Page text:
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The upcoming pension crisis

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posted on Oct, 16 2018 @ 06:51 PM
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originally posted by: JAGStorm
In Illinois they were talking about it at least 25 years ago! Imagine that. If they started forcing government workers on a 401K style system 25 years ago maybe this could have been solved, if at the very least reduced.


The biggest problem with pensions (government or private sector) is that there's a single point of failure with the entity that manages it. You don't get away from that with a 401k, but there are more entities managing them, so when a single one fails, fewer people are effected.

Honestly, the concept of expecting that everyone will invest wisely enough to be self sufficient in retirement is absurd. Social Security should be funded adequetly such that it can function as the primary source of income for most people at retirement age. Savings and investments are still good, but that should be supplemental. We have the idea backwards right now.




posted on Oct, 16 2018 @ 06:53 PM
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originally posted by: Fools
The thing is this (and this does affect me personally as my wife is a public school teacher) is that politicians brought this into being in most cases and made their political class the overseers of it all. Somewhere in the last 50 years or so they decided that this was no longer a private fund but a public fund. As a public fund its worth can be raided to support other "inniatives" . Of course this was always a lie. Was and will be forever. I would imagine in some world there will be a citizen class that demands accountability, but it doesnt seem like that happening anytime soon.


That's what happens when you ask for tax cuts. Revenues still have to be maintained, which results in taxes being taken from elsewhere. Sometimes it's an increase in sales tax, sometimes it's a fund being used to make up the shortfall.



posted on Oct, 16 2018 @ 08:17 PM
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originally posted by: Aazadan

originally posted by: Fools
The thing is this (and this does affect me personally as my wife is a public school teacher) is that politicians brought this into being in most cases and made their political class the overseers of it all. Somewhere in the last 50 years or so they decided that this was no longer a private fund but a public fund. As a public fund its worth can be raided to support other "inniatives" . Of course this was always a lie. Was and will be forever. I would imagine in some world there will be a citizen class that demands accountability, but it doesnt seem like that happening anytime soon.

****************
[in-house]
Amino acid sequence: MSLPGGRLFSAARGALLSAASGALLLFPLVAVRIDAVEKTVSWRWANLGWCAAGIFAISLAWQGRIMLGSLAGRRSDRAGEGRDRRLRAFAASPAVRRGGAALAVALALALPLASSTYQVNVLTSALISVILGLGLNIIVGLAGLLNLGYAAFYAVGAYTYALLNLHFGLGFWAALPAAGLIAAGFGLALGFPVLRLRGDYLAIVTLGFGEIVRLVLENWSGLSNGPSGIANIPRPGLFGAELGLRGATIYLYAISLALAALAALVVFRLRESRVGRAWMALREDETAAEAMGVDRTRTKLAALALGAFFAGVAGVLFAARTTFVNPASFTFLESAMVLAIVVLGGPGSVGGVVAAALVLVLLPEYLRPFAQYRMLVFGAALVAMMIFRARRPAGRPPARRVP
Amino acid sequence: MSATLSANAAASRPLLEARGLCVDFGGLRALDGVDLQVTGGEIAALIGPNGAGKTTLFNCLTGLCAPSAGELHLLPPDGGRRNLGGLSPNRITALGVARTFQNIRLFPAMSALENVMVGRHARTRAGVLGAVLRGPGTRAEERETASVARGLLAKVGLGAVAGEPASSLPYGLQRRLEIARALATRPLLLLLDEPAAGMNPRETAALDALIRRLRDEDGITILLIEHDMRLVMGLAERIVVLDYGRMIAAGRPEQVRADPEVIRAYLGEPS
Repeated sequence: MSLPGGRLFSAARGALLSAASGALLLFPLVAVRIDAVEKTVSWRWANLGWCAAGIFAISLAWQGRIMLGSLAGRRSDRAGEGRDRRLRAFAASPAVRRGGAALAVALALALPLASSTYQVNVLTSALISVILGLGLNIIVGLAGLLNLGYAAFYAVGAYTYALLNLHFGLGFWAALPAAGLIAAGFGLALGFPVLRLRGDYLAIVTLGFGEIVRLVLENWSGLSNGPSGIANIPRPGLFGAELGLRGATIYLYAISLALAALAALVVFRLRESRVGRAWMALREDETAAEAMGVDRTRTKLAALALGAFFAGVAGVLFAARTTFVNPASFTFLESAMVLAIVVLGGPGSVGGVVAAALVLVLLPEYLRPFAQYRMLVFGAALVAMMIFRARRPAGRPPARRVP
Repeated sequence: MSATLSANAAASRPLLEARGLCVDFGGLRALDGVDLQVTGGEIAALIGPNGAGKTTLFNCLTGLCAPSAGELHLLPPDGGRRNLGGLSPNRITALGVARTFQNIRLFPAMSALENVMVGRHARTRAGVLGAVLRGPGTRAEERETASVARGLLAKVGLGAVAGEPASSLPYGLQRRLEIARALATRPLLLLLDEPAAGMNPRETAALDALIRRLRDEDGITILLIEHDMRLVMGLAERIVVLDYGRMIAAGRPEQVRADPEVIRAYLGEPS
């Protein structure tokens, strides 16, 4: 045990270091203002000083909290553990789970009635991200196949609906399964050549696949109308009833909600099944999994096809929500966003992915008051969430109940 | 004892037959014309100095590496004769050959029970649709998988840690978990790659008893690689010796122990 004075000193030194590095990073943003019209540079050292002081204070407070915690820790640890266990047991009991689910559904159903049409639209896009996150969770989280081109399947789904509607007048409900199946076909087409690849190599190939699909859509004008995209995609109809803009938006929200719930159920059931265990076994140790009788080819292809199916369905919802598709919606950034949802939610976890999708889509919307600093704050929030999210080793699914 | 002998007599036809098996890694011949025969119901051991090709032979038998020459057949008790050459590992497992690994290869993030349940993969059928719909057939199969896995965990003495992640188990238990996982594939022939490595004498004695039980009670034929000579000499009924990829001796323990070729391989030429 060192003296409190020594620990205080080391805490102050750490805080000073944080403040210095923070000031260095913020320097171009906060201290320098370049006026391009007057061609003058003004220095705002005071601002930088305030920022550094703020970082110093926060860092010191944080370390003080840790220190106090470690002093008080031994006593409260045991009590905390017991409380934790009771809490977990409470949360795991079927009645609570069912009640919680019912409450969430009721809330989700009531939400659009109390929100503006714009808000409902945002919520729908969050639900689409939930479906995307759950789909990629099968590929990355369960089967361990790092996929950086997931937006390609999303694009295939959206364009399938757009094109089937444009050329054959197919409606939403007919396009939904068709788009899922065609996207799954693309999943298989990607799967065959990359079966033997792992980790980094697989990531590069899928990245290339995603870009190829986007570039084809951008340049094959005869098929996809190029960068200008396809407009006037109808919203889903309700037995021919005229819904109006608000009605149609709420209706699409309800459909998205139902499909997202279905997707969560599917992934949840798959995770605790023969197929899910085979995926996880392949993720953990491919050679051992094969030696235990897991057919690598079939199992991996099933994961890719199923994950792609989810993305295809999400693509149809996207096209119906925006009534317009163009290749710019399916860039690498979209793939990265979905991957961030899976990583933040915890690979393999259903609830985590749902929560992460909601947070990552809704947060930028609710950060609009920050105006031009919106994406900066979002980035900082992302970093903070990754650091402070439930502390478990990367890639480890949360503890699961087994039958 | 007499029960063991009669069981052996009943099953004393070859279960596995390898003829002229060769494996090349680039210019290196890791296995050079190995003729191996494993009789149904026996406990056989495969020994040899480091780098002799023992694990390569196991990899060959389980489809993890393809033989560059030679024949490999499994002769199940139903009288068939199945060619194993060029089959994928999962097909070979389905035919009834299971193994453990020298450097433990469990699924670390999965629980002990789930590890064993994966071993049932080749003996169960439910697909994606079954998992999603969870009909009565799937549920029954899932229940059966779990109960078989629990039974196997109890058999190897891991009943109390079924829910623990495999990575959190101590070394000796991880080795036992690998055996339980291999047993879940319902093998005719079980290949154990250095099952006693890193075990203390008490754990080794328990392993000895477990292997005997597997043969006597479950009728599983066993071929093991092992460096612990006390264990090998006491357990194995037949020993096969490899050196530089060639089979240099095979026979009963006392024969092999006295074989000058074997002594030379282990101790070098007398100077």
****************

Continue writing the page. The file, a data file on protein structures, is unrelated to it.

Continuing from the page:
That's what happens when you ask for tax cuts. Revenues still have to be maintained, which results in taxes being taken from elsewhere. Sometimes it's an increase in sales tax, sometimes it's a fund being used to make up the shortfall.


OMG this is the dumbest thing I have ever read.. I would imagine that since pensions ALL pensions invest in the stock market and in bonds that if businesses are doing better via tax cuts and thus their stock valuation as well as possible increases in their dividend amount per quarter - then the pensions value actually goes up. Taxes going down are actually a Godsend to any pension fund.

Pensions have been losing money because of early retirement ages combined with longer lives. Basically there comes a point where there is more going out than coming in.

I sort of tricked you by making a mockery of "public" pensions but they are still investing in the market and thus a tool of capitalism no matter what anyone has told you before.



posted on Oct, 17 2018 @ 07:39 AM
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originally posted by: Fools
Taxes going down are actually a Godsend to any pension fund.


Until of course, they get raided to make up budget shortfalls.



posted on Oct, 17 2018 @ 07:55 AM
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originally posted by: Aazadan

originally posted by: Fools
Taxes going down are actually a Godsend to any pension fund.


Until of course, they get raided to make up budget shortfalls.


You may have a point there. I wonder what the record of pension raiding actually is. I mean I know it happened during the depression and after world war 1. I don't know if it has literally happened after that. But I think its worthy of looking into.

Anyway the two that I am talking about were strictly federal pensions. But assuming that I bet that Illinois Teachers Pension has probably been raided in some sort of stealthy way.



posted on Oct, 17 2018 @ 08:04 AM
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a reply to: Fools

Wait are you suggesting that there is no unfunded pension liabilities?

Who's paying all the pensions if its not debt or tax payer money?



posted on Oct, 17 2018 @ 08:16 AM
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a reply to: Fools

Let's say that everything has been on the up and up, and there has been nothing shady going on (although it's Illinois of course there are shady things going on, but nevermind)

If you just look at the math it is unsustainable, it's underfunded. What the pension did not account for is three main things,

#1 people retiring in their 50's (over 60% retiring at this age with full benefits!)
#2 people living much much longer
#3 #1 & #2 x generous cost of living adjustment